It's the time of year I really dislike the most. The hospital has closed and so I am no longer a nurse which means I not only have a different job but I no longer have daily contact with the Malagasy people which leaves me feeling disconnected. I've also said goodbye to no less than 50 friends, many of whom I'll probably never see again unless we put in major effort. Now that the hospital is packed up and I'm sitting at a computer every day, I'm just itching to get out of here and start the next part of the journey. It's not that I want to leave Madagascar it's that my reason for being here, my normal day to day life, has been removed and the crew has shrunk from about 450 to 200. It's so evident by the empty dock and deck 8 loaded full of vehicles, that we're almost ready to hit the open ocean.
I am ready because I feel a little like I have nothing left to give this country or many of those around me. The end of field service sucks you dry of emotion with so many goodbyes. I am dried up like a raisin. I look around the ship which is my home and try to imprint each special thing about it into my memory, the cafe in which I have eaten two meals a day for years, the dining room hustle and bustle which is now quiet and calm, my little cabin space which is now the most empty it has ever been, the short commute to any place I go, two minutes being the longest time it takes to get anywhere on board. Then most importantly I am consciously committing to memory the people that are my family in this place.
You might wonder why I've chosen to stay throughout this period and not just taken flight. Although it's been tough and it's not over yet, I find it is part of the process of letting go and closure to the chapter. As each goodbye is said, a page turns to mark the end of that season, whether it be goodbye to patients, day crew, friends or the closure of the hospital. When I look around I see that those chapters have ended- the hospital is empty, a shell of its former busy self. My friends aren't there anymore, I think I see them or hear their voice but it's a mistake when I turn my head to find them.
Setting sail is the second last chapter in this season. It is a physical departure from Mada that gives time for reflection before jumping onto the next adventure.
After a very rainy month our last weekend in Mada is beautifully sunny, with the odd shower and despite the fact that I'm tied to the ship with a duty nurse pager today I have been able to soak in the rays from the dock, enjoying the warm breeze, the puffy clouds floating in the blue, blue sky, the mooring lines slacking and tightening above the rippling sea. Beneath where my feet hang, tropical fish swim along the dock wall and there's a big fat starfish under the sea visible from the gangway.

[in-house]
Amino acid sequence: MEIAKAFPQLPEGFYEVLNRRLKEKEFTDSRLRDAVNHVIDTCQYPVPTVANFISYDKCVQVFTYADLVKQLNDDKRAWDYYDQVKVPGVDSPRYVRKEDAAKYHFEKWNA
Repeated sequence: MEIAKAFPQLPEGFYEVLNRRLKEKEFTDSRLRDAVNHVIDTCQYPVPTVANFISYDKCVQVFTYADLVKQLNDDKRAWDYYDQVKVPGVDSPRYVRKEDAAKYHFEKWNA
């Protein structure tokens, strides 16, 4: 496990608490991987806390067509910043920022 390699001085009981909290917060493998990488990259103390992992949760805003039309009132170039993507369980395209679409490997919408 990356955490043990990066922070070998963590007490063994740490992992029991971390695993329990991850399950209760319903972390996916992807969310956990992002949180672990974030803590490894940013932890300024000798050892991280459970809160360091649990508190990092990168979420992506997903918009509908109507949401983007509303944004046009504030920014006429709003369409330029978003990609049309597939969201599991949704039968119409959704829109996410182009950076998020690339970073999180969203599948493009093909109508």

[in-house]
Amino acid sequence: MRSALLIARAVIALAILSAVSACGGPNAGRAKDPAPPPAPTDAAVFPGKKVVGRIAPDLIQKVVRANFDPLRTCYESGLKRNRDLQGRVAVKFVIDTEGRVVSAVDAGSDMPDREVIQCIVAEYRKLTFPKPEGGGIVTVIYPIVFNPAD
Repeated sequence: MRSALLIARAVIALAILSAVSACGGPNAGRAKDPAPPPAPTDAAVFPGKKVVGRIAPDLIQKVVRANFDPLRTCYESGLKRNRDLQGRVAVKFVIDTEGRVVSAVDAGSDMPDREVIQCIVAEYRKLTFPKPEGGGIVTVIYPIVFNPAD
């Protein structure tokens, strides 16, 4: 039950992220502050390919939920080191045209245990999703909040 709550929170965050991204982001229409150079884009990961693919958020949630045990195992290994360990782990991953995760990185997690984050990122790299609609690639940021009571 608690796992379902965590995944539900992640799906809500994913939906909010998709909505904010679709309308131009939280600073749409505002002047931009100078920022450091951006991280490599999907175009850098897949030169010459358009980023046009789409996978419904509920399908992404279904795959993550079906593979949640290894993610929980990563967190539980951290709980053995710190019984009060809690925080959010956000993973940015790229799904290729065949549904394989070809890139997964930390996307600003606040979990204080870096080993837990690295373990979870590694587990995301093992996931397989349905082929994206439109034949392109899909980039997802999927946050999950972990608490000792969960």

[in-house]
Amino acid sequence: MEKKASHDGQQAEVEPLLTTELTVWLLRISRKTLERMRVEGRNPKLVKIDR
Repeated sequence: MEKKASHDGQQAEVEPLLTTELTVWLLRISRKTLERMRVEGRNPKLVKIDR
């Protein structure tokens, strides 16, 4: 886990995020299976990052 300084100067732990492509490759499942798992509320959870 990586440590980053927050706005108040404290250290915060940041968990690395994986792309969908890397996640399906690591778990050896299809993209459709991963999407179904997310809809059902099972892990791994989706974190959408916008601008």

Last weekend as I was sitting in a vehicle traveling for hours I watched with a keen eye everything passing me on the streets and decided to make a list of things I might have forgotten to tell you about.
Have I ever told you...
How much the Malagasy people like hats? Everywhere you look on the streets, adults and children alike are wearing hats.
How hard the Malagasy people work planting, harvesting, drying, and readying their rice to eat?
How resourceful they are using travellers palms for plates, spoons, wrapping, drying out for weaving baskets, placemats, bags, anything woven? They build their houses from the dried branches laid on top of each other and woven together.
How many pot holes their roads have? One man we met told us that in French pot holes are called chicken nests. I was told the roads only get worked on close to election time, so most roads go for a long time between being fixed.
How much I love seeing the community movement on the streets? They are selling goods, braiding hair, drying rice, pumping water, washing clothes, weaving, pushing carts, herding zebu, standing on the side of the road selling chickens hung by their bound feet or freshly caught fish.
How the peoples’ faces break into smiles when we speak Malagasy to them? Salama, ina vaovao? Tsy misy vaovao.
How clever they are at riding bikes with a second person perched on the front bar, sometimes as small as a toddler?
How beautiful the stretching green landscape and rivers are?
How colourful the woven crafts are?
How the main mode of public transport for long distance is a taxi-bruisse which is a van with four rows of seats? It seats as many people as you can fit across the seat, about 22 altogether. The other modes of transport is pousse-pousse (bicycle pedaled) and tuk tuk (motored).
How my favourite Malagasy lunch or dinner is brochette de zebu or brochette de poulet avec pomme frite or legumes? The best breakfast around is Portuguese omelette, jus grenadelle, cafe au lait and pan au chocolat.
How chickens roam everywhere? It seems no matter where you are, there will be a chicken there scratching around for food. They have long skinny legs and remind me of a T-Rex dinosaur.
How much I love to drink fresh coconut milk from the coconut selling men and women along the beach road? After you finish the milk if you hand it back to them they will cut it open and dig out the flesh for you. It is so delicious. Some stalls even have a fridge to make the coconut milk cold.
Have I ever told you how much I have enjoyed living in this country? Its people are some of the most beautiful I have ever met. It is a land I truly hope I am able to return to in the future, for it holds a large piece of my heart.